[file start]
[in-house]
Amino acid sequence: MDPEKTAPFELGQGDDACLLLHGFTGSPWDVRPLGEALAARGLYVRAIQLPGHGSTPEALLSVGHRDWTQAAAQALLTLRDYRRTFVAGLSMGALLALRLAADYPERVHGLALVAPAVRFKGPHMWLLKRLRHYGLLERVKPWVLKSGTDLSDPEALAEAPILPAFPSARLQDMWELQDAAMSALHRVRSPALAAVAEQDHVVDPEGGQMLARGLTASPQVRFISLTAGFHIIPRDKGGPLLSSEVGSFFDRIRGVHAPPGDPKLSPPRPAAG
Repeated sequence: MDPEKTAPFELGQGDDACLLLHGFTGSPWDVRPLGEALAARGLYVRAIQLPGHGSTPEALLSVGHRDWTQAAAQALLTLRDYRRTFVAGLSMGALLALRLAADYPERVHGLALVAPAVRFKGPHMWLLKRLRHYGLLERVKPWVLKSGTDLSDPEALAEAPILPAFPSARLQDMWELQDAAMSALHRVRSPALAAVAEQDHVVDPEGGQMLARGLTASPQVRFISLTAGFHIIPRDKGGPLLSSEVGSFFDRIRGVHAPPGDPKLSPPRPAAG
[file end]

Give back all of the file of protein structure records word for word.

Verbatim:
[in-house]
Amino acid sequence: MDPEKTAPFELGQGDDACLLLHGFTGSPWDVRPLGEALAARGLYVRAIQLPGHGSTPEALLSVGHRDWTQAAAQALLTLRDYRRTFVAGLSMGALLALRLAADYPERVHGLALVAPAVRFKGPHMWLLKRLRHYGLLERVKPWVLKSGTDLSDPEALAEAPILPAFPSARLQDMWELQDAAMSALHRVRSPALAAVAEQDHVVDPEGGQMLARGLTASPQVRFISLTAGFHIIPRDKGGPLLSSEVGSFFDRIRGVHAPPGDPKLSPPRPAAG
Repeated sequence: MDPEKTAPFELGQGDDACLLLHGFTGSPWDVRPLGEALAARGLYVRAIQLPGHGSTPEALLSVGHRDWTQAAAQALLTLRDYRRTFVAGLSMGALLALRLAADYPERVHGLALVAPAVRFKGPHMWLLKRLRHYGLLERVKPWVLKSGTDLSDPEALAEAPILPAFPSARLQDMWELQDAAMSALHRVRSPALAAVAEQDHVVDPEGGQMLARGLTASPQVRFISLTAGFHIIPRDKGGPLLSSEVGSFFDRIRGVHAPPGDPKLSPPRPAAG